Botnet Pump And Dump Ends With Prison

May 14, 2013

Starting as early as May 2008 and continuing through February 2009, Christopher Rad, Cedar Park, TX, James Bragg, Chandler, AZ, Doyle Scott Elliott, James Bragg, and others conspired with stock promoters in a pump and dump scheme that targeted about 39 stocks, including ticker symbols RSUV, QRVS, VSHE, SVXA, and ASIC. 


After the stock promoters were on board with the scheme, spammers and hackers were recruited.  Using the expertise of the online artistes, computer viruses were transmitted to targeted computers in an effort to hijack the remote system, thus creating a "botnet." Using command and control servers located, among other places, in Russia and China, the conspirators infected computers in New Jersey, Europe, Russia, and elsewhere. Hoping to dupe the unsuspecting recipients into a buying frenzy for the subjects shares, the conspirators used the botnets to send spam touting the stocks. Rad paid the spammers over $1.4 million during the conspiracy's 22 months of operations.

Hacked Accounts

In furtherance of this scheme, third parties' brokerage accounts were hacked into and then utilized to purchase shares in the manipulated stocks held by the conspiracy.  The shares were purchased through funding accomplished by the unauthorized liquidation of securities in the compromised accounts.  Not only were the targeted accounts used to fuel the purchases of the pumped securities, but they helped to create the false appearance of increased activity and volume for the subject shares.  

In addition to using the hacked accounts, the conspirators also traded the subject stocks among themselves; in some instances, the conspirators' trades occurred just prior to the spam campaign in order to present those targeted with the appearance of rising activity in the touted stocks. In one instance, Rad and his co-conspirators held more than 70 percent of the outstanding shares in a stock, yet fraudulently disclosed in their mailings that that they held only about 20 percent.

Legal Opinion

In addition to the manipulated trading, stock promoter Elliott falsified documents submitted to attorneys in order to obtain legal opinions for the purpose of obtaining millions of freely-traded shares based upon the misrepresentation that certain conditions permitting the lifting of restrictions had been satisfied. 

Falling Dominoes Defendants

On October 20, 2010, Bragg pleaded guilty in federal court in Trenton, NJ to securities fraud and transmission of spam through falsely registered e-mail addresses.

On March 21, 2011, Rad was arrested by FBI special agents on a federal Indictment charging him with one count of conspiracy to commit securities fraud and transmit multiple commercial e-mail messages with fraudulent information. Rad purportedly made $2.8 million from the conspiracy.  READ the Full-Text Rad Indictment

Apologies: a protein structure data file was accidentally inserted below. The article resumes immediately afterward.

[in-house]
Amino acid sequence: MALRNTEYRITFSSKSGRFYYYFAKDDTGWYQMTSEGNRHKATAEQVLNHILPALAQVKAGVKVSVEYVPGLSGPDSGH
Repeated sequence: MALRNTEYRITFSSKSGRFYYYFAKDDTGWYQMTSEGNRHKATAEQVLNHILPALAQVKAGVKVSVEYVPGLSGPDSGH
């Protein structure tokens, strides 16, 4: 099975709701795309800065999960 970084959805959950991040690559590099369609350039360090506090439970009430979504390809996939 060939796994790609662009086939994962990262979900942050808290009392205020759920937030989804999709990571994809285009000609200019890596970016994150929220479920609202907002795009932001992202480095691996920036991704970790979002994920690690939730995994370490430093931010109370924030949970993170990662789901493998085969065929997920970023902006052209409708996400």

On July 24, 2012, Elliot pleaded guilty to securities fraud and transmission of spam through falsely registered e-mail addresses.

Following a nine-day jury trial in federal court in Trenton, NJ, on November 30, 2012, Rad was convicted of:
  • conspiracy of furthering securities fraud by transmitting spam using false e-mail headers and transmitting spam using falsely registered e-mail addresses; 
  • conspiracy to transmit spam by gaining unauthorized access to computers and using those computers to transmit spam; and 
  • four counts of transmission of spam by gaining unauthorized access to computers and using those computers to transmit spam.
On May 13, 2012, Rad, 44, was sentenced to 71 months in prison, five years of supervised released, and ordered to pay a $30,000 fine. The amount of restitution will be determined in the future. 

Bill Singer's Comment

The Indictment notes on pages 16-17 the following exchange between Rad and one of his hacker recruits:

[D]efendant RAD warned D.S. not to tell him about the bots:

Rad: if you ever tell me you use bots I will block you
Rad: I will go to jail for that
Rad: you are f_cking stupid
D.S.: ohh sorry
D.S.: man
Rad: tell your friend no bots 
D.S.: never tell (about) this again

Notwithstanding the fact that D.S. told RAD about the use of botnets, seconds later defendant RAD again engaged D.S.'s services for another spam campaign . . .

As BrokeAndBroker often notes, whatever the message that regulators and prosecutors think is getting sent to Wall Street about engaging in fraud, it's just not getting delivered -- or, if it is, it's apparently not getting read and understood.  Time and time again, we witness the taped phone conversations and discoverable emails of criminal defendants confirming their awareness of the illegality of their conduct, BUT, nonetheless, they go about their nefarious deeds with the apparent belief that they have come up with an undetectable solution -- yet another iteration of the perfect crime, which, obviously, isn't and wasn't.

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